Perhaps you were the math geek whizzing through your trig homework. But when it came to English class and object pronouns, subject-verb agreement, and the correct spelling of cemetery (all “e”s), you failed miserably.
Enter your college roommate who walked around reciting the auxiliary verbs while toting a marked-up copy of Strunk & White (writing geeks know this). Every term paper and research report had you calling her for last-minute proofreading and checking whether you were using who or whom correctly.
Now though, you’re a big shot, running a business. You’ve got an hour to finish that sales pitch for a lucrative client and the English major ain’t around.
- Run the darn spellcheck. We all know relying on spellcheck alone is not a good idea because it cannot discern errors of context, like weather/whether. But, it does serve a purpose in identifying some minor mistakes that, if left unattended, can make your paper look like crap. The key is to pay attention. Spellcheck points out extra spaces and punctuation inconsistencies, like a period instead of a comma. These errors will make your paper look sloppy and kill your credibility, so consider spellcheck your baseline cleaner-upper.
- First things first. Be sure to reread, proofread, and read out loud your very first line, headline, and opening paragraph. Sure, the entire project is important, but a typo or misprint in the beginning will turn off your client right away. It’s possible (and probable) your reader will only skim the paper or memo, but an error on the first page will send the job down the drain, so spend a little extra time checking the introduction.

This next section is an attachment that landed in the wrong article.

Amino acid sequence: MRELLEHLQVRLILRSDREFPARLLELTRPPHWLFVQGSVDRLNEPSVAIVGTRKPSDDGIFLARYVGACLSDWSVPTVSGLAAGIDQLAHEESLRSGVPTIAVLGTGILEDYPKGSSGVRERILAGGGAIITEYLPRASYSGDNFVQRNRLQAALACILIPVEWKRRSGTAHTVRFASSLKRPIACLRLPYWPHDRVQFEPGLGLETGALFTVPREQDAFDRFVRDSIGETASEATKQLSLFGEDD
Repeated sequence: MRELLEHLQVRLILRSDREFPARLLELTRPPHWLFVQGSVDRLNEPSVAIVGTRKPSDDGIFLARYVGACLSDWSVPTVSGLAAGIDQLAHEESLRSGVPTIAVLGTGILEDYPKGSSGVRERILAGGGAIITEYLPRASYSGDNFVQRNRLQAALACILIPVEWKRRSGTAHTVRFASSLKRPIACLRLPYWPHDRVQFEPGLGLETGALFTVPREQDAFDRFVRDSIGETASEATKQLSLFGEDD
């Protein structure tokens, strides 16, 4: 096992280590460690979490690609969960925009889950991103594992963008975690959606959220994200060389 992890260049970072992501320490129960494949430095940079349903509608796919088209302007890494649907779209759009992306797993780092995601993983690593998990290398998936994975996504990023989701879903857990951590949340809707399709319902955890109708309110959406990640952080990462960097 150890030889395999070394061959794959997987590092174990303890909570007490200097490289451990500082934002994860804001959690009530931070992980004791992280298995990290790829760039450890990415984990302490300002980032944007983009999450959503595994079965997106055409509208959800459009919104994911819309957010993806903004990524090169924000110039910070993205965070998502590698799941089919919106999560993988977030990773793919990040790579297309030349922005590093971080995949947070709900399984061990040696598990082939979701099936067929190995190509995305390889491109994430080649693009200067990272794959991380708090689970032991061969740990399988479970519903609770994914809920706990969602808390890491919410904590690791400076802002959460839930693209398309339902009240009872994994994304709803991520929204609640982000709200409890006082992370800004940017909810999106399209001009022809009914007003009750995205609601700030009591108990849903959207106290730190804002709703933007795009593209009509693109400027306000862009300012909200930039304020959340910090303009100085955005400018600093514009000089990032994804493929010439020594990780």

- Print (aka, kill the trees). If you have access to a printer, go ahead and make a hard copy. Studies show that errors are more likely to be caught when they are on the printed page rather than on screen. (This is my personal experience too.)
- Larger Than Life. Of course, if you don’t have time to get to Zippy’s Corner Printshop (or you want to save the trees), you will do your proofing on your monitor. Use the Magnify function (sometimes labeled Zoom or View) to bump up what you see on the screen to about 150% or larger, depending on your screen size. I go to 165% on my 13” MacBook Pro laptop. At this perspective, the bigger text allows you to notice inconsistencies and promptly correct them.
Of course. hiring a proofreader is the most reasonable and practical answer here as a professional would lend credibility to your work and save you lots of headache. You hire a hairdresser to pretty up your coif and go to the mechanic to repair your car; why not seek out a grammar and spelling expert when it comes to presenting yourself on paper?
Hopefully, in the end, a typo or two won’t make or break the sale or ruin your chance to impress the boss. But if you get her name wrong on the cover, or misspell a word like “public” (like this school in Indiana did in a huge billboard), it could be disastrous to your career, and garner lots of laughs at your expense.
where she specializes in proofreading business documents, client memos, sales pitches, emails, and annual reports. Read her column on avoiding typos and comment below with your grammar and writing questions.